Stem Cell Therapy for Multiple Sclerosis

Now Treating

































What is Multiple Sclerosis?

Multiple sclerosis (MS) is a disease in which the nerves of the central nervous system (brain and spinal cord) degenerate. Myelin, which provides a covering or insulation for nerves, improves the conduction of impulses along the nerves and also is important for maintaining the health of the nerves. In multiple sclerosis, inflammation causes the myelin to disappear. Consequently, the electrical impulses that travel along the nerves decelerate, that is, become slower. In addition, the nerves themselves are damaged. As more and more nerves are affected, a person experiences a progressive interference with functions that are controlled by the nervous system such as vision, speech, walking, writing, and memory.

About 350,000 people in the U.S. have multiple sclerosis. Usually, a person is diagnosed with multiple sclerosis between 20 and 50 years of age, but multiple sclerosis has been diagnosed in children and in the elderly. Multiple sclerosis is twice as likely to occur in Caucasians as in any other group. Women are twice as likely as men to be affected by multiple sclerosis earlier in life.

What causes multiple sclerosis?

The cause of multiple sclerosis is still unknown. In the last 20 years, researchers have focused on disorders of the immune system and genetics for explanations. The immune system is the body's defender and is highly organized and regulated. If triggered by an aggressor or foreign object, the immune system mounts a defensive action which identifies and attacks the invader and then withdraws. This process depends upon rapid communication among the immune cells and the production of cells that can destroy the intruder. In multiple sclerosis, researchers suspect that a foreign agent such as a virus alters the immune system so that the immune system perceives myelin as an intruder and attacks it. The attack by the immune system on the tissues that it is supposed to protect is called autoimmunity, and multiple sclerosis is believed to be a disease of autoimmunity. While some of the myelin may be repaired after the assault, some of the nerves are stripped of their myelin covering (become demyelinated). Scarring also occurs, and material is deposited into the scars and forms plaques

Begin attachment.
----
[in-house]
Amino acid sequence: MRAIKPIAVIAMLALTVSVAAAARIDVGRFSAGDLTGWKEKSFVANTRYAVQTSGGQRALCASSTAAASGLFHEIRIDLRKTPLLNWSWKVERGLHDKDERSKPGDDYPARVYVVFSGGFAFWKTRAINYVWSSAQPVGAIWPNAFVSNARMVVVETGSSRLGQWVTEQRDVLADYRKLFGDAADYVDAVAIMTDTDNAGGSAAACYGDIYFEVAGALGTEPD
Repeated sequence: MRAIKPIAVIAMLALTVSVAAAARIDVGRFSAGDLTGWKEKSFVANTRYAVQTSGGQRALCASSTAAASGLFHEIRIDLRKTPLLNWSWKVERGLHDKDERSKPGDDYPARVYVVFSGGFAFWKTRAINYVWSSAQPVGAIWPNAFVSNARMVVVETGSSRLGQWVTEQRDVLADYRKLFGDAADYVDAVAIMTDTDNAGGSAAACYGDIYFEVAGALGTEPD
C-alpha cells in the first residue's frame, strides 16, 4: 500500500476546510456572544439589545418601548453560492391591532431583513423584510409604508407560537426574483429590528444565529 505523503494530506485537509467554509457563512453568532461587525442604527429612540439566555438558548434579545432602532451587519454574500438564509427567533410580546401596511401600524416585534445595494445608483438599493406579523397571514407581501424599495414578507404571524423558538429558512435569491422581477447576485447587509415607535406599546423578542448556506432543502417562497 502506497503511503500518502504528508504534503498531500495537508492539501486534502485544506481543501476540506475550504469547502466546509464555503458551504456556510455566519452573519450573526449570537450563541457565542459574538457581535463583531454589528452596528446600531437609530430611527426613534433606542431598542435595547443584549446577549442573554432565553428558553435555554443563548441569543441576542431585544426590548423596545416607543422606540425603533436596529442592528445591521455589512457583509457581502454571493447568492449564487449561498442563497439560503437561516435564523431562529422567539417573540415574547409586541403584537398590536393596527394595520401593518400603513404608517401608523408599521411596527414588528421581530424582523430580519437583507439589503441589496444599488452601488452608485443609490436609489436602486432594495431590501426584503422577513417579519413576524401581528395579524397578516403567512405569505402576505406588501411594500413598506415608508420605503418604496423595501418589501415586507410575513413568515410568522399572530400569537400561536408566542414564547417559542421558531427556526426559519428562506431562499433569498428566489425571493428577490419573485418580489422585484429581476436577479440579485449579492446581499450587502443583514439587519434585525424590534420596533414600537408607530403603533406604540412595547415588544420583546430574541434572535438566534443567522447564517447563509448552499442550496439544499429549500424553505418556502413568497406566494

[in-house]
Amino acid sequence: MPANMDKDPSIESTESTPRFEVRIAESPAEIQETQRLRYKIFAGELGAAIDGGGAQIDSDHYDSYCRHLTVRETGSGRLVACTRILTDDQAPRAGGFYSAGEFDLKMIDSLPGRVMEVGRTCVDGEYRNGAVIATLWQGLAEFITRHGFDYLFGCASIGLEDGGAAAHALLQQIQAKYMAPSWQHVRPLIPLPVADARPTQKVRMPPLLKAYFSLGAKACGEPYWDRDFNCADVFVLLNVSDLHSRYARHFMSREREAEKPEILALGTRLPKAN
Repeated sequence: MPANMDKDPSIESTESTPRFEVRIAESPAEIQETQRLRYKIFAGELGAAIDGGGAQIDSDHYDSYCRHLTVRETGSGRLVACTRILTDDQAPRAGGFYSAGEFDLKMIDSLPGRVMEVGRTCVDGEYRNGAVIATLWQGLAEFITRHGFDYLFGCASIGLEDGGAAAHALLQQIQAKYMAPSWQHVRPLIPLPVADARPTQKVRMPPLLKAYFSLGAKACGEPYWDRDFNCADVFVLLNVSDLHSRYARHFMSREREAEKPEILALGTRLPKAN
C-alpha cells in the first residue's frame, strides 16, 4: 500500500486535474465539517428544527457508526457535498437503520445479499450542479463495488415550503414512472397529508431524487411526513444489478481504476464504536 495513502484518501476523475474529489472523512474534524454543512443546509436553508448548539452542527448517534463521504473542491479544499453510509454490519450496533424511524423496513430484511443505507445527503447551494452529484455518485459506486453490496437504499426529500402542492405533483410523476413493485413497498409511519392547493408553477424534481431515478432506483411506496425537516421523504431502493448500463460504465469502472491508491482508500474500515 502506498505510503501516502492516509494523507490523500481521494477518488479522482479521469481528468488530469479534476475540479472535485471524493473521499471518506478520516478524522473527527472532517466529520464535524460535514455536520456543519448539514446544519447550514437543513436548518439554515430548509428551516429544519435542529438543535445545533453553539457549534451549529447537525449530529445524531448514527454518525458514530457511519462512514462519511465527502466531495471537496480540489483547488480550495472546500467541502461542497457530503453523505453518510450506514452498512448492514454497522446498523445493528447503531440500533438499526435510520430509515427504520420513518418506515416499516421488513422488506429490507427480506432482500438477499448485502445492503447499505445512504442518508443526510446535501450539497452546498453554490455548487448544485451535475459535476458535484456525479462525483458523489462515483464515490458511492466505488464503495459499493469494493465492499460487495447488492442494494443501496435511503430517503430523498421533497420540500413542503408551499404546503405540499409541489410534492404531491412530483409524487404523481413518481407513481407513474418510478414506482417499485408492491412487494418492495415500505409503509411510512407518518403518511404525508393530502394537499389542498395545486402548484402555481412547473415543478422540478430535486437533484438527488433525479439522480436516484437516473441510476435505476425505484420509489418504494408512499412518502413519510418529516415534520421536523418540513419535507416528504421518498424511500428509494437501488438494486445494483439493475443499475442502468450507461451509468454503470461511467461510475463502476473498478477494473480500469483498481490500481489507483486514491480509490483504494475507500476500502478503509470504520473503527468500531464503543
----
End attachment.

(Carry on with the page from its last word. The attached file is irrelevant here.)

Stem cell therapy has proven to improve the conditions of MS in a great many ways.  See Laura's testimonial below.

Laura Pino -  Multiple Sclerosis

I had the procedure Tuesday, December 6 2011. Immediately there were positive results, I was able to rotate my right ankle (where I hadn’t been able to before). For the first couple days my bladder had worse issues than before, not emptying well. These resolved back to what I was used to in a few days. The next day after the procedure, I had a headache with slight double vision, an MS symptom I had heard of but never had. But then I started to notice that my face, formerly very stiff on the right side, was starting to loosen up. And my hand, which had been very stiff, was loosening. And my walking was a lot better. And I hadn’t had air hunger since the procedure. I could lift my leg higher, and my foot didn’t drop so much. I had commonly choked quite a bit on liquids, it was much better. I was still getting 6 hours of sleep, but I was encouraged. In the first week I had a headache 3 days out of seven, with attendant issues in balance, heavy body, trouble moving with core muscles. But on the other days I could see improvement. It has now been 9 days. No more headaches, I think that was just the new cells settling in. I have many improvements.

Better balance, I can stand up without holding onto anything.
Even walk by myself without holding on to my husband or a cane for a short distance. 

Raise my leg enough to get in the truck without moving it with my hands. 

My circulation seems to be improving, since my foot and leg aren’t getting so cold and discolored. 

I walk better, without as much of a limp.
 
It’s easier to move in general. 

No air hunger, or any kind of trouble breathing. 

The color in my face is better, so much that friends have remarked on it (that’s how I know). 

I am not in bed all the time but am up and about.

I got 7 ½ unbroken hours of sleep last night I am excited to see what the future will bring.

If you, a loved one, or someone you know suffers from MS,  click here to fill out our short information form to see if you are a candidate for stem cell therapy and able to receive some or more of the wonderful improvements such as Laura's.
Website Builder